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Why Christmas can be good for you

In the run up to Christmas it’s easy to descend into an entirely negative mind set about the calorific challenge of the season.  December can seem like a non-stop test of willpower – you’re hoping to fit into that fabulous outfit at New Year but you’re being offered food treats wherever you turn, and opportunities to drink alcohol increase exponentially as invitations to meet up for drinks and attend office parties pile up.

I’ve read numerous articles, blogs and tweets in the last week which concentrate on how to avoid this seasonal overindulgence – what not to drink, what not to eat and what not to do.  In fact I wrote one myself recently (http://www.joannehenson.co.uk/does-your-christmas-come-early/).

But in order to bring about a little balance, I’d like to sing the praises of some healthy Christmas foods.  Here are a few things which you don’t have to feel guilty about eating:

Nuts

I know nuts are high in calories, but they are good calories.  With those calories you get good fats, protein, vitamins and fibre.

The fat in nuts is mainy polyunsaturated, omega-3 fat.  This can help lower cholesterol levels and reduce the risk of a number of different diseases.

The fibre in nuts also helps to lower cholesterol, and it maintains healthy bowel functions and helps to control blood sugars.

One of the key vitamins in nuts is Vitamin E – this is a powerful anti-oxidant, which contributes to skin health, strengthens the immune system and is also thought to reduce the risks of coronary disease.

So help yourself to a handful of nuts – just make sure they aren’t salted!

Turkey

Unless you’re vegetarian there’s no way you’ll get through the season without eating at least one portion of turkey, but try to eat it often.  Turkey is a great, lean source of protein.  It provides folic acid, B vitamins, zinc and potassium.

And when you sit down to Christmas lunch make sure the ratio of turkey to carbohydrate sources on your plate is high – the higher the proportion of protein in the meal, the better it is for the stability of your blood sugar levels, helping ward off Type 2 diabetes and metabolic disorders.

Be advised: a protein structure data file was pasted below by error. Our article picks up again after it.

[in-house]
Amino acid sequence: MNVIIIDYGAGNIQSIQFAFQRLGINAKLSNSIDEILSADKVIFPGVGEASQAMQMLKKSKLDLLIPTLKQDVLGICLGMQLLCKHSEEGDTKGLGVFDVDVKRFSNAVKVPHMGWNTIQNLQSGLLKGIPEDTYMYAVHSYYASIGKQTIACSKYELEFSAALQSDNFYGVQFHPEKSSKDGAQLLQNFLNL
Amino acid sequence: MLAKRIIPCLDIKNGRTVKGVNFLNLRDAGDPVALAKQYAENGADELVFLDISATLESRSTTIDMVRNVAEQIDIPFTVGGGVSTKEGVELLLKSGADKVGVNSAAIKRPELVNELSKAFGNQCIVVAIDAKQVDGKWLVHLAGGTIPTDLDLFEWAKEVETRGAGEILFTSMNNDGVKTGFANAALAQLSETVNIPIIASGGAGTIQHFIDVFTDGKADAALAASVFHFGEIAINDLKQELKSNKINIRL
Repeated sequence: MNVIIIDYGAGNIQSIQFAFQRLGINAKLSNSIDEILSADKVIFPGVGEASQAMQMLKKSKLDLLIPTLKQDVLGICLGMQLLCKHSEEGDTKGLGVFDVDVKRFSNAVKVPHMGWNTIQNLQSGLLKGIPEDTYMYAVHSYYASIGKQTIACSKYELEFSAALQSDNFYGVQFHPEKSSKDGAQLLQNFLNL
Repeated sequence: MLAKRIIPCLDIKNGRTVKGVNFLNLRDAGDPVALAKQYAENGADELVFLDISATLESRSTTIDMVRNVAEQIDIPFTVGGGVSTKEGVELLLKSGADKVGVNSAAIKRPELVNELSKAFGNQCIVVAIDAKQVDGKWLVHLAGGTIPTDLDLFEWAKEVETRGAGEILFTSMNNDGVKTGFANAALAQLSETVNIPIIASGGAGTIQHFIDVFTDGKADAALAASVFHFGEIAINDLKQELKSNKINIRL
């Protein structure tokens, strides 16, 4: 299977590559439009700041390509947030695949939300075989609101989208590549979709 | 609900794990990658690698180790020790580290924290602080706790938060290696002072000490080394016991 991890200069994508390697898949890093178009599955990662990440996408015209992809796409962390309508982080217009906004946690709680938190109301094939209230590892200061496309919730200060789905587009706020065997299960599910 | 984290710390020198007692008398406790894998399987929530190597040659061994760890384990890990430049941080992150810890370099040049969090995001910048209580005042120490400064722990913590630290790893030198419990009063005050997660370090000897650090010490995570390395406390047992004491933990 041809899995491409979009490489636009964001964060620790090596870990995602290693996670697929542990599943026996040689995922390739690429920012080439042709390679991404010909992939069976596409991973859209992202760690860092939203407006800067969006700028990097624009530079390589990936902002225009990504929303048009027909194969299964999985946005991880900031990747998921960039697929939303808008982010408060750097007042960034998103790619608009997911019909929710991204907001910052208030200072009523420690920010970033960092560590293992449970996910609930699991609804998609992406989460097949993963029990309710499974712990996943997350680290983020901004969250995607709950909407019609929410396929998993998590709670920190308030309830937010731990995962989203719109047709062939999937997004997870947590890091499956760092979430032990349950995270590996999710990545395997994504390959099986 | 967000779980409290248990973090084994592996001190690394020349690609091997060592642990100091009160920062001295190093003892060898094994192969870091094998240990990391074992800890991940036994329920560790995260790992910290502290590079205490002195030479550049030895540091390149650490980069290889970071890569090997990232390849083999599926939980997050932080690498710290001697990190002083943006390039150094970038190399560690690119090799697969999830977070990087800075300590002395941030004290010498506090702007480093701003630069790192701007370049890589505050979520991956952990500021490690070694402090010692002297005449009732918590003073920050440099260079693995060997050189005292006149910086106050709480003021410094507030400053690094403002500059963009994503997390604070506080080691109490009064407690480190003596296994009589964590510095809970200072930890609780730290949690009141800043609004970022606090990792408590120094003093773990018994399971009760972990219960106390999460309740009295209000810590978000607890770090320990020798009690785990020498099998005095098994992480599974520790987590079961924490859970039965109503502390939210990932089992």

And eat the leftovers on Boxing Day too – you can’t eat too much protein!

Satsumas

Satsumas are full of Vitamin C, along with fibre, the benefits of which I have already mentioned above.  They also have potassium which helps with a variety of things including heart function and digestive health, and copper, which helps with absorption of iron and protects blood vessels and nerves.

All that for around 25 calories!

Brussels Sprouts

I do have to admit a certain amount of bias here – I absolutely love Brussels sprouts.  And knowing that they are nutritional powerhouses make me love them even more.

They are another great source of fibre, Vitamin C and Vitamin E.  But you might be surprised to hear that they also contain those good omega-3 fats.

Being a cruciferous vegetable, sprouts also contain phytochemicals which may help reduce inflammatory conditions, help with detoxification and lower the risk of cardiovascular problems.

So make sure you eat your greens!

Smoked Salmon

As an oily fish, smoked salmon has already had quite a bit of good press over the past few years – and rightly so.  Once again, like our other Christmas food heroes, it provides protein, healthy fats and Vitamin E.

It’s thought that omega-3 fats may help lift your mood, so starting the day with smoked salmon and scrambled eggs could not only provide a nutritious meal which will keep blood sugar levels stable, but it may also brighten up your day if eaten on a regular basis.

So if you find yourself feeling guilty about eating some of the less healthy foods on offer this Christmas, congratulate yourself that you’ve also topped up your fibre, omega-3, vitamin and protein levels.  And try to incorporate some of these healthy Christmas foods into your diet all year round – you won’t go far wrong with a diet which mainly consists of lean protein, good fats, green vegetables and citrus fruits.

 

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